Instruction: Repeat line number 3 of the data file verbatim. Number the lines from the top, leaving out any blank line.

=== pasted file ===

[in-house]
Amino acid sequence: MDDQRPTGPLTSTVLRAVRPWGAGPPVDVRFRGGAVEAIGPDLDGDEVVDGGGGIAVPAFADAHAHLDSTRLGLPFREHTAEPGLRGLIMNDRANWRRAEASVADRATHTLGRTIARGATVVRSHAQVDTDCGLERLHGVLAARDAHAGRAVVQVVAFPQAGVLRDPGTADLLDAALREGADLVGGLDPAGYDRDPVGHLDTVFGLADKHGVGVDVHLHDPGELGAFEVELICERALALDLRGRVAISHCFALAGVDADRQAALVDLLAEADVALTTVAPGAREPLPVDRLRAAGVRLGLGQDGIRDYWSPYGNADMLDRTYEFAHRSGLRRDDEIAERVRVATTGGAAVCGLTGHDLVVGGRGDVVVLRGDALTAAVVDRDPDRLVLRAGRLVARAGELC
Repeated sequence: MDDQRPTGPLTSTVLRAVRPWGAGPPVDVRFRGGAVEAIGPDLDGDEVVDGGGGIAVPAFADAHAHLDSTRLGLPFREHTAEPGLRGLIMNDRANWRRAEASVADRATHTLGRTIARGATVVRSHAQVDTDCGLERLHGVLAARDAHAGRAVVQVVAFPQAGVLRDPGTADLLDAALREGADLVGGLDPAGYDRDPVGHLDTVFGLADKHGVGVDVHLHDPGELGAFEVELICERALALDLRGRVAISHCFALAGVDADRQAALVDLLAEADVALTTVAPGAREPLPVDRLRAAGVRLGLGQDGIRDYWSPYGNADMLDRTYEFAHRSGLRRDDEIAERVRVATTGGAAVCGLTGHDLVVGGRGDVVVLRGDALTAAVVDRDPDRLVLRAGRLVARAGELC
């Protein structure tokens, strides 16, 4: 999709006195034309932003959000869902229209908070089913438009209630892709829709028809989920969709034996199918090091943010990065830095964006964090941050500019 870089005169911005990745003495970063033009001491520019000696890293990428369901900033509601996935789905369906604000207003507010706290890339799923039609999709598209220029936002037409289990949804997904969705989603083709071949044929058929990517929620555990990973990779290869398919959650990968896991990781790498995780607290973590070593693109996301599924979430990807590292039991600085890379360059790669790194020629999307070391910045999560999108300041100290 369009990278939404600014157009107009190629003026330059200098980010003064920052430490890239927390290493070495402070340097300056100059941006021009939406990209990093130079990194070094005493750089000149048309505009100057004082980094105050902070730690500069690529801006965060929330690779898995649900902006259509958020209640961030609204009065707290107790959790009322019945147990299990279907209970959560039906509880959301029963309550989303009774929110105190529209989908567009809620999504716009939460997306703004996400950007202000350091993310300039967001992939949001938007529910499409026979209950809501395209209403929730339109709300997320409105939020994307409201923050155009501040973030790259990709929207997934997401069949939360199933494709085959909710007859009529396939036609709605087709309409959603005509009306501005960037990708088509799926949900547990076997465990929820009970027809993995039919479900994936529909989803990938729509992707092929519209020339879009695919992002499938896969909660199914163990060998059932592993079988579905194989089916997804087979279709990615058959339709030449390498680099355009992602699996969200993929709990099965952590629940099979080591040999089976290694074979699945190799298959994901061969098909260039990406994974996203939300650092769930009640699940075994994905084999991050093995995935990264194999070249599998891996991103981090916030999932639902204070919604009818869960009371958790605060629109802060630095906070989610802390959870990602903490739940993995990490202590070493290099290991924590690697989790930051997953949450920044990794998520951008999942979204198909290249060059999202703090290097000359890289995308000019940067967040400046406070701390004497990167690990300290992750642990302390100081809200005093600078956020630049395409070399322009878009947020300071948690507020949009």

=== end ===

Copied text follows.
Repeated sequence: MDDQRPTGPLTSTVLRAVRPWGAGPPVDVRFRGGAVEAIGPDLDGDEVVDGGGGIAVPAFADAHAHLDSTRLGLPFREHTAEPGLRGLIMNDRANWRRAEASVADRATHTLGRTIARGATVVRSHAQVDTDCGLERLHGVLAARDAHAGRAVVQVVAFPQAGVLRDPGTADLLDAALREGADLVGGLDPAGYDRDPVGHLDTVFGLADKHGVGVDVHLHDPGELGAFEVELICERALALDLRGRVAISHCFALAGVDADRQAALVDLLAEADVALTTVAPGAREPLPVDRLRAAGVRLGLGQDGIRDYWSPYGNADMLDRTYEFAHRSGLRRDDEIAERVRVATTGGAAVCGLTGHDLVVGGRGDVVVLRGDALTAAVVDRDPDRLVLRAGRLVARAGELC